History of CBD and Cannabis In: Myanmar (Burma)
Some form of cannabis legalization is something which has occurred in many countries throughout the world. It has come in many forms, and very rarely as marijuana itself been outright legalized – instead, jail sentences have been reduced or medical marijuana access has been made possible.
This has occurred as a result of a remarkable shift in public opinion over the last fifteen years, as more scientific evidence has been published about the potential for marijuana to assist individuals who suffer from a variety of ills. Additionally, more and more people have come to the conclusion that they would rather have their government spend limited tax resources on treatment, rather than jail time.
Some countries have a long history with cannabis, and such is the case in Myanmar (formerly Burma), located in Southeastern Asia. Marijuana is illegal there, and efforts to control its use and trafficking are intensifying, with harsh penalties given for violating the law.
History of Cannabis in Myanmar
Cannabis in Myanmar was banned by British colonial rulers in 1874, although records indicate that demand for the substance continued.
Myanmar’s location in southeastern Asia has led to it being considered part of the “golden triangle” for drug trafficking, as drug producers work with locals to produce a variety of drugs (including marijuana) and move those drugs throughout southeastern Asia. Reports have noted that Myanmar’s relatively high levels of corruption have made it difficult to enforce sentences against those arrested.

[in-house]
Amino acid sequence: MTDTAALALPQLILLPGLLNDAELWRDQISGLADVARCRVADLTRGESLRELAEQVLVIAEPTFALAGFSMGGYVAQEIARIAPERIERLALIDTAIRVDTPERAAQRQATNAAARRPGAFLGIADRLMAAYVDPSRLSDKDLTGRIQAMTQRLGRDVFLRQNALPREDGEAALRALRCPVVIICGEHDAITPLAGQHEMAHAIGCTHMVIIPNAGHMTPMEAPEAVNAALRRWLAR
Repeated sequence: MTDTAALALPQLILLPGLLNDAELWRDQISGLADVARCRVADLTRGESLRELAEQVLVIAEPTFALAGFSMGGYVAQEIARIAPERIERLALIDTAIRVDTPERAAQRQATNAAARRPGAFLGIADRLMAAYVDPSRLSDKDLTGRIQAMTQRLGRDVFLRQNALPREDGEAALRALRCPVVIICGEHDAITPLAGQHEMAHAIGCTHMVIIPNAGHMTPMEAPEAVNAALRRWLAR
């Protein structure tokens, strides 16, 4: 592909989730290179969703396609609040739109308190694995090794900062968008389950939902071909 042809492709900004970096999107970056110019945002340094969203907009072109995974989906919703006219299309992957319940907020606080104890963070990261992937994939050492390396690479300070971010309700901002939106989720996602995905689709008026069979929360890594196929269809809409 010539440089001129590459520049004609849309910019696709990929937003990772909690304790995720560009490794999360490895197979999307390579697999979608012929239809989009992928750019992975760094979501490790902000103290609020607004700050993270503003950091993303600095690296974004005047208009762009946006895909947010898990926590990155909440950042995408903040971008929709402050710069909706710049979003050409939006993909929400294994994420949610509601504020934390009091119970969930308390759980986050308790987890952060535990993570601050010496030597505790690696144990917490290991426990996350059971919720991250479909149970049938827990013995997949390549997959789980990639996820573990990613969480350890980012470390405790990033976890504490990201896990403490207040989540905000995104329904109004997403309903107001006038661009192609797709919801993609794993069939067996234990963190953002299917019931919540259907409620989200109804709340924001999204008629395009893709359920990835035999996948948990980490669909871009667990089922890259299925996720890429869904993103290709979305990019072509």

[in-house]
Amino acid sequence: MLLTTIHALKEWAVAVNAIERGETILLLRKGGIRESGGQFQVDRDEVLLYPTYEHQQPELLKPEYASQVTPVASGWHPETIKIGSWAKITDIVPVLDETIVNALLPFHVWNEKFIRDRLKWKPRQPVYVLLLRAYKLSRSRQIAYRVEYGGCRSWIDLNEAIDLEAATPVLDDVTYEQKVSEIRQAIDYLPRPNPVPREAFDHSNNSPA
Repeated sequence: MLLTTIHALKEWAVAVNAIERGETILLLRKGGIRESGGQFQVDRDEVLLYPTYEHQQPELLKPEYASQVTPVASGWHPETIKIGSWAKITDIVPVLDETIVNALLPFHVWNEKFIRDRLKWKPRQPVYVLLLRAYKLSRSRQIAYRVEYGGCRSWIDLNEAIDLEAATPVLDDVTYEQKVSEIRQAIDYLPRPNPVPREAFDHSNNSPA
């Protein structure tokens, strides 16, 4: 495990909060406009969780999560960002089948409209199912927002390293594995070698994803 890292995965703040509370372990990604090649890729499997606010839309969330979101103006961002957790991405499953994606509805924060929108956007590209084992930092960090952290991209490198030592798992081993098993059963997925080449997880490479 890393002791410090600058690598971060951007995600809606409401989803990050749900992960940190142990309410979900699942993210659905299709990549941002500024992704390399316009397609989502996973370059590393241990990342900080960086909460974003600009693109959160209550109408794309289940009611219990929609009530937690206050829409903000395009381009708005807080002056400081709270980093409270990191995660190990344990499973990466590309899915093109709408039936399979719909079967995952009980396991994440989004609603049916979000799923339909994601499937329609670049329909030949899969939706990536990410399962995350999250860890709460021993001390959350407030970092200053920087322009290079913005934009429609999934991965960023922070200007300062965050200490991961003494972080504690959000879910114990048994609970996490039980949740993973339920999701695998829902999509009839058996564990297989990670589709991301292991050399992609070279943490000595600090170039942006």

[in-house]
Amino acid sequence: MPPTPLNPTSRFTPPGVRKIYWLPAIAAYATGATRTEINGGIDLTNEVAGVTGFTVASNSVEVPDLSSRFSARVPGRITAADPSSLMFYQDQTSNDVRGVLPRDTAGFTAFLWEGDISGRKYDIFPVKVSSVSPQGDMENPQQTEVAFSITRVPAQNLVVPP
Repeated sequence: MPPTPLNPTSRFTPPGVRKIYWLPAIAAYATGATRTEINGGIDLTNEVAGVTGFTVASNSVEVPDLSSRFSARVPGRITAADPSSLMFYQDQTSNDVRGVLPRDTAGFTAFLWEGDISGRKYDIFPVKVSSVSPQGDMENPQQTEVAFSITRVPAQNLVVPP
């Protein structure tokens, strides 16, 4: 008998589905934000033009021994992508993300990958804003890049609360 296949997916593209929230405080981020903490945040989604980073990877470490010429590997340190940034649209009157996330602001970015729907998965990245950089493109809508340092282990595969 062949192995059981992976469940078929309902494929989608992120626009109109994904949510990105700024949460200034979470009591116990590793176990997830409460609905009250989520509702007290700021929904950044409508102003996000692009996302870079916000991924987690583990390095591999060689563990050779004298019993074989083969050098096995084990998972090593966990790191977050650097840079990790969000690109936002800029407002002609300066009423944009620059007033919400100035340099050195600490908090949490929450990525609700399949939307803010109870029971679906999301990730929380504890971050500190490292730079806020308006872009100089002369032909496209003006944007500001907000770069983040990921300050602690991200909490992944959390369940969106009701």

Cannabis remains a profitable drug in the country, with many local workers producing the compound and moving it via local merchants or the sea.
Myanmar does have a history of using hemp in a variety of regular uses, such as for fabrics or clothing. Furthermore, some rural areas of the country have been known to use the compound as part of rituals or in other traditional ways.
Current Legal Status of Cannabis in Myanmar
Marijuana use remains illegal in Myanmar. This is for all possible uses, including recreational and medicinal. While there have been periodic protests and efforts to legalize the drug, they have not been met kindly by the Myanmar government: In November 2019, 100 people protested the government in Mahabandoola Park in Yangon, calling for the legalization of marijuana. Four other protests took place at the same time throughout the country. Instead, 11 people were arrested as part of that protest.
Punishments for violating Myanmar’s drug laws are stiff: 5-10 years in prison are possible for possession or cultivation, while trafficking may result in a sentence of ten years to life and can earn someone fifteen years in jail.
Myanmar’s government has, in the past, given permission for companies to grow hemp in the region. However, it’s law does not seem to differentiate between hemp and marijuana, and this has led to arrests. For example, In April 2019, the government arrested John Todoroki, an American, after police raided a hemp farm he was operating, claiming it was marijuana. Todoroki may face the death penalty.